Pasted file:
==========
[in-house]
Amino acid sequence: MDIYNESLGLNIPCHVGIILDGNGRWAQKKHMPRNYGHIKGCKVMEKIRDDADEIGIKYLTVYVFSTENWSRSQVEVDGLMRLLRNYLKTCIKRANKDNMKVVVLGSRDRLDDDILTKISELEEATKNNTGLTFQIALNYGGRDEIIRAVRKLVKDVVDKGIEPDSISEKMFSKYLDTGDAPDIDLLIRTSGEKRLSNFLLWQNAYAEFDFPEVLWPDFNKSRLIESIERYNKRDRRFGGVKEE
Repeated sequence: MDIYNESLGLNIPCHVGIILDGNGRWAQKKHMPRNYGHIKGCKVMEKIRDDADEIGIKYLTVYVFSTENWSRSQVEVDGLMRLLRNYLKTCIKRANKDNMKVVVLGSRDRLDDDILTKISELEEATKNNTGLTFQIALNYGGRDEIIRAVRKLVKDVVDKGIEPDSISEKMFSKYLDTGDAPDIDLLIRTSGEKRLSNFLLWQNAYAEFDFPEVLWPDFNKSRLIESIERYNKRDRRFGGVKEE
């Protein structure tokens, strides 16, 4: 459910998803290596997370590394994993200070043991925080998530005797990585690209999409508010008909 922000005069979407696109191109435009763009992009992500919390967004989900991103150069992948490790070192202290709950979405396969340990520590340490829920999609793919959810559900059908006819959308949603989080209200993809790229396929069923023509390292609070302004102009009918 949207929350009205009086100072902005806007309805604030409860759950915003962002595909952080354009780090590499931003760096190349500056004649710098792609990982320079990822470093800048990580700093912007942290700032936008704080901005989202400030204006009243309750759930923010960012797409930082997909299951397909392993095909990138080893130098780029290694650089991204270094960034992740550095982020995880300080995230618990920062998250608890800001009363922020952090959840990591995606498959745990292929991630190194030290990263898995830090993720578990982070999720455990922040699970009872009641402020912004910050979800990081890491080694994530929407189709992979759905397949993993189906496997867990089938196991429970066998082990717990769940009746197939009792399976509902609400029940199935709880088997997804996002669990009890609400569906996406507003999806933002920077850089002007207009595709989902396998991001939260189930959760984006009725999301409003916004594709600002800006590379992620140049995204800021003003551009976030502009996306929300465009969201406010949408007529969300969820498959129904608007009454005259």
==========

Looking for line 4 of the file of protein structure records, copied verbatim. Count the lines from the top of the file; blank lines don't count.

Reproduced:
């Protein structure tokens, strides 16, 4: 459910998803290596997370590394994993200070043991925080998530005797990585690209999409508010008909 922000005069979407696109191109435009763009992009992500919390967004989900991103150069992948490790070192202290709950979405396969340990520590340490829920999609793919959810559900059908006819959308949603989080209200993809790229396929069923023509390292609070302004102009009918 949207929350009205009086100072902005806007309805604030409860759950915003962002595909952080354009780090590499931003760096190349500056004649710098792609990982320079990822470093800048990580700093912007942290700032936008704080901005989202400030204006009243309750759930923010960012797409930082997909299951397909392993095909990138080893130098780029290694650089991204270094960034992740550095982020995880300080995230618990920062998250608890800001009363922020952090959840990591995606498959745990292929991630190194030290990263898995830090993720578990982070999720455990922040699970009872009641402020912004910050979800990081890491080694994530929407189709992979759905397949993993189906496997867990089938196991429970066998082990717990769940009746197939009792399976509902609400029940199935709880088997997804996002669990009890609400569906996406507003999806933002920077850089002007207009595709989902396998991001939260189930959760984006009725999301409003916004594709600002800006590379992620140049995204800021003003551009976030502009996306929300465009969201406010949408007529969300969820498959129904608007009454005259």